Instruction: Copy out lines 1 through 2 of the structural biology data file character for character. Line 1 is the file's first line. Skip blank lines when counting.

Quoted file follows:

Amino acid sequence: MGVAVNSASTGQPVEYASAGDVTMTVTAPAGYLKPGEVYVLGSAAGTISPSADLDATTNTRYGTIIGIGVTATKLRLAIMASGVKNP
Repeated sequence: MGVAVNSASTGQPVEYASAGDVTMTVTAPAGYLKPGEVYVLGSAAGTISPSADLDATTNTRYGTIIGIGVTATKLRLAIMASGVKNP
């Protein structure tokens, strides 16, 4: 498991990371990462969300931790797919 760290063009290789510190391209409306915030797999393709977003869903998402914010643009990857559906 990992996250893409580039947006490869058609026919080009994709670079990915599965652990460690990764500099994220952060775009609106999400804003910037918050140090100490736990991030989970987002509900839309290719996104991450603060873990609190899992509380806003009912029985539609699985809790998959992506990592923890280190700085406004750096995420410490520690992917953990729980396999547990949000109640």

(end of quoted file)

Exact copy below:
Amino acid sequence: MGVAVNSASTGQPVEYASAGDVTMTVTAPAGYLKPGEVYVLGSAAGTISPSADLDATTNTRYGTIIGIGVTATKLRLAIMASGVKNP
Repeated sequence: MGVAVNSASTGQPVEYASAGDVTMTVTAPAGYLKPGEVYVLGSAAGTISPSADLDATTNTRYGTIIGIGVTATKLRLAIMASGVKNP